It’s your favorite child travel adviser, Tyler the Boy on the Move, once again bringing you the best in last-minute vacations. Your road trip planner for the weekend getaway to the coolest and strangest places in America. How do I know about them all? My parents are contract workers in the software industry and keep moving the family every 6 months…
When my parents got a contract in Amarillo, I talked to my friend Sadie Hofmeester because I knew her grandma came from down there. And she told me all about Palo Duro Canyon in Canyon, Texas outside of Amarillo. She even sent me this neat photo of her grandma when she was around my age horseback riding, cowboy style, in the canyon!
After seeing that, I knew I needed to plan my own adventure! I talked it up to my parents, and they agreed to make a weekend out of it. For just under $25, we had our campsite in the middle of the canyon, the second biggest in the country!
If you look carefully, animals seem to be everywhere in and around the canyon! Driving into the canyon, we had to stop short to avoid a greater roadrunner crossing the road — I guess he isn’t as clever as he seems on TV (meep meep)! As we set up a quick base camp amongst the cactus and sagebrush, my mom and I found a Texas horned lizard sneaking around our newly erected tent hunting grasshoppers! A few minutes after that we heard a tap tap tapping and turned to see a golden-fronted woodpecker! It was really cool!
After our camp set-up, I set out to explore (and to see if I could find any more creatures). I’m pretty used to exploring tight spaces like urban tunnels and maybe an underground bunker or two, so the vastness of Palo Duro was striking. Even though you’re so far down from the top of the cliffside, almost everywhere you go within the canyon, you can see brilliant blue sky offset by flaming red stone.
Wandering on one of the innumerable trails, I found a plaque explaining Palo Duro’s history. The canyon has been home to Indigenous Peoples for over 10,000 years. About 12,000 years ago, the Clovis and Folsom People lived in the canyon, hunting herds of North American mammoth and giant bison. In more recent history, the mighty Apache, Arapaho, Comanche, and Kiowa Peoples lived in and used the canyon’s numerous resources. As settler-colonists moved into the area, violence erupted. Though some chiefs called for peace and signed treaties, U.S. troops repeatedly broke their promises and attacked to seize the land. From 1874 to 1875, U.S. American soldiers attacked the Native Peoples to gain the use of Palo Duro Canyon in the bloody Red River War. Perhaps this violence is what stained the soil red.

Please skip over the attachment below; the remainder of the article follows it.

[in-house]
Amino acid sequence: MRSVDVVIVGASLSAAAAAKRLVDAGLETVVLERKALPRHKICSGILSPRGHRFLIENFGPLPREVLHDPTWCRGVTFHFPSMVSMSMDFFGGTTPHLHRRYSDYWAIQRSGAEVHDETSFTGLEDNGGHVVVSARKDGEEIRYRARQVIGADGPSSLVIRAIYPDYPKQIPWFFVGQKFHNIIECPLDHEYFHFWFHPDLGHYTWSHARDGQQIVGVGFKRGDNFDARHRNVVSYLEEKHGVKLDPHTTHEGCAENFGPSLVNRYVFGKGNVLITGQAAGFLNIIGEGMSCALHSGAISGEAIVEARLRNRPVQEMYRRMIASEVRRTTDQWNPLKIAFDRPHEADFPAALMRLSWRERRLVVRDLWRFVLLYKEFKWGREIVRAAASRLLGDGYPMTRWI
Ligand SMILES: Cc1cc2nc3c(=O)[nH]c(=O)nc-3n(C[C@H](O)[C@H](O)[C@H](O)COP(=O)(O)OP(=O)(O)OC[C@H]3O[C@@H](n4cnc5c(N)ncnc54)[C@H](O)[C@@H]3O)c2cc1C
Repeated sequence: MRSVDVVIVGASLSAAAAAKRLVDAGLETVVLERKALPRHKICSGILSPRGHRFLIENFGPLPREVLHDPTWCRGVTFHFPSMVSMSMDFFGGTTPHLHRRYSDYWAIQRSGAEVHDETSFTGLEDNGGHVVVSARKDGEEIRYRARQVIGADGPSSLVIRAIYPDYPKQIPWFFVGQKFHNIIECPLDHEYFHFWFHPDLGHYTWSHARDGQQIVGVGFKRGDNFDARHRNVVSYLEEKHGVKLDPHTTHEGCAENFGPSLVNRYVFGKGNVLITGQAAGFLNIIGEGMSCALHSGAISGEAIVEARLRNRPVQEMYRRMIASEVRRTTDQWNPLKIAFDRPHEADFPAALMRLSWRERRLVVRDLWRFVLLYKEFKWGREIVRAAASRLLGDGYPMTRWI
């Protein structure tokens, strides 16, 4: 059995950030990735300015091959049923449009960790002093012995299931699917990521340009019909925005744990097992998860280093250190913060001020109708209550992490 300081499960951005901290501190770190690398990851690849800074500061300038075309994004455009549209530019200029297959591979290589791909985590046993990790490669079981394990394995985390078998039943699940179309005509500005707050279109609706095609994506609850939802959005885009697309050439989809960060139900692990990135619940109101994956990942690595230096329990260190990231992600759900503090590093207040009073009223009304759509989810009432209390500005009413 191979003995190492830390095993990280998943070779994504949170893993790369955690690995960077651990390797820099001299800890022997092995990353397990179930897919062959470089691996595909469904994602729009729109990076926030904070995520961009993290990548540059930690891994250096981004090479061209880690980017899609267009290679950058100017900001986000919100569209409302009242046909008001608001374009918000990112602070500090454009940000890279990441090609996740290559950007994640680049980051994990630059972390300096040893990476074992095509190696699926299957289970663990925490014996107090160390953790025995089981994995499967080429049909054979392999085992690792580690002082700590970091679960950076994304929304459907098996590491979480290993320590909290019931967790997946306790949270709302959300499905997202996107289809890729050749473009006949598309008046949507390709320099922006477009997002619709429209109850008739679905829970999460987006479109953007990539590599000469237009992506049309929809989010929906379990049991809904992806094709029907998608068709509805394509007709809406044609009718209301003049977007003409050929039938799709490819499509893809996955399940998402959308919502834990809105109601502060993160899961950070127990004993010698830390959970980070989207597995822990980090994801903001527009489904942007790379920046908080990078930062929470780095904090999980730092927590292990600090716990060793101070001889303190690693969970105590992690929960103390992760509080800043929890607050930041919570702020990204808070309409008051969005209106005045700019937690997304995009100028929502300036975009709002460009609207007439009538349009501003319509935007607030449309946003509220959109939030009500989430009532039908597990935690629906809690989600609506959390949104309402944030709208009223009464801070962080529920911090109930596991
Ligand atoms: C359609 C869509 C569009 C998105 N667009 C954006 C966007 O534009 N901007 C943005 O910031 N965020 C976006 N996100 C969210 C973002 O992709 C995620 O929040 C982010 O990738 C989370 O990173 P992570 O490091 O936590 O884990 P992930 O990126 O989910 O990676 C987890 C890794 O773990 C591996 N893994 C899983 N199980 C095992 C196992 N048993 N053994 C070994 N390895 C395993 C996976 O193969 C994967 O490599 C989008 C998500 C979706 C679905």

After I walked around for a while, I got pretty hot (the sun sure is strong in the panhandle!) and headed back to camp for a well-deserved dinner: some barbecued brisket. At sunset, we managed to see a ram on the top of the ridge which was pretty cool. My parents and I roasted marshmallows under the stars that night. Looking up, the stars seemed so brilliant…somehow both close and far away. It looked like a giant quilt of the night sky.
When I woke up the next day, I went exploring again. I wanted to see if I could find an artifact, maybe an arrowhead from the War, but all I found were a lot of yucca plants and red dust. Just as we were leaving, I saw a bunch of collared lizards scurrying off of the rocks, they were sunning themselves on. I bet if you keep your eyes peeled, you can spot some collared lizards too — and if you’re fast like me, you can even catch some of them.
I hope you go and have as much fun as I did!
To find out more about Tyler visit Salem House Press and buy Tyler’s latest book “Tyler Moves to Gibsonton Florida”. It is now available in paperback at most bookstores. Ask for it by name, and keep checking back for great cheap vacation ideas that might end up being the best vacation you ever had!